Research Summary

Understanding the regulatory role of G-quadruplex in modulating gene expression in Mycobacterium tuberculosis (Mtb).

G-quadruplex (G4) is non-canonical secondary structure. These motifs are formed naturally in nucleic acid by sequences that are rich in G’s. Genomes of diverse organisms contain G4 motifs, which are important in regulating multiple biological functions such as transcription, genomic stability, and stress resistance. Owing to the regulatory role of G4, they are known to modulate cancer progression and other pathogenic infections such as malaria. Moreover, targeting G4 is actively under consideration for cancer therapy. Interestingly, genome of one of the most successful human pathogen Mycobacterium tuberculosis (Mtb) is 65%GC-rich. It is also known that Mtb has an unusual capacity to adapt under diverse environmental conditions by changing gene expression for its survival during infection. However, we lack clear knowledge of mechanisms responsible for coordinating gene expression under various growth conditions in Mtb. Our in-silico analysis revealed that ~ 30% of Mtb genes contain putative G4 forming motifs in their regulatory regions, indicating that G4 sequences might play an important in regulating expression. Despite this, so far there is no study on understanding the role of G4 motifs in this difficult-to-track intracellular pathogen. Therefore, our aim is to systematically dissect G4 mediated regulation in Mtb. Knowing these mechanisms will shed new light on the basic biology of Mtb and also on how this pathogen survives in response to various stress conditions. Results from such a comprehensive study will not only deepen our understanding of previously uncharacterized relation between functionally important G4 and virulence in Mtb but also open up new avenues of fundamental and translational researches, which will most likely aid in better tuberculosis management.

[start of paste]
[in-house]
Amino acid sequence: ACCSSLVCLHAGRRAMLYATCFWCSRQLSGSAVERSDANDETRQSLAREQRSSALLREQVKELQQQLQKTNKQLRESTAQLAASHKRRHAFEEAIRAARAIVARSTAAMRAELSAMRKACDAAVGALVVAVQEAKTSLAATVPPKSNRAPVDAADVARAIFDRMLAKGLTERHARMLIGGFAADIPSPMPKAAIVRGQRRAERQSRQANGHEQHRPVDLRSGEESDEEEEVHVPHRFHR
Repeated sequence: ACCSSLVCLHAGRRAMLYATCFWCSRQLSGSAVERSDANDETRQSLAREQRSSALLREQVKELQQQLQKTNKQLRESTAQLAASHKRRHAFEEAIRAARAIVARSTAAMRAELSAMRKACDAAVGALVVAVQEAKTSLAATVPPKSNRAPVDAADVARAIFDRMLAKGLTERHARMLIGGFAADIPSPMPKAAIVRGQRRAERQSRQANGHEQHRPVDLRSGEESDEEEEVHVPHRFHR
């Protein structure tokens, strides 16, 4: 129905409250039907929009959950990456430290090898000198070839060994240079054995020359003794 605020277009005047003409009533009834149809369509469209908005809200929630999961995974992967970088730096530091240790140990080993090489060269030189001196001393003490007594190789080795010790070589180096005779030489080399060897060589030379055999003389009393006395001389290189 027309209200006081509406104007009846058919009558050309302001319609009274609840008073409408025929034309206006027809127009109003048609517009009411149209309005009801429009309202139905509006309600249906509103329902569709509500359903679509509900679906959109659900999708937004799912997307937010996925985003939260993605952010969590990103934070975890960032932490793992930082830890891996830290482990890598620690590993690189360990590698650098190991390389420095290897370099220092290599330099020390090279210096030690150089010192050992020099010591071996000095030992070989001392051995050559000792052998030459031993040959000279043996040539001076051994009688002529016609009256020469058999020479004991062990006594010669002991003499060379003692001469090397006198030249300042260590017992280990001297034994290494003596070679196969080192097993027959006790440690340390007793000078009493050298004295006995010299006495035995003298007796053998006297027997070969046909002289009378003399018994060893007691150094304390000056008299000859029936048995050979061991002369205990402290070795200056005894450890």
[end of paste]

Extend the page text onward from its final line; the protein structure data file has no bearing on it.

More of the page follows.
Figure Legend: Localization of G4 (G-quadruplex) in regulatory region and their putative biological function during replication, transcription and translation. Through the Wellcome-DBT India Alliance Early career Fellowship, we are trying to understand how G4 regulates gene expression and its effect on Mtb pathophysiology.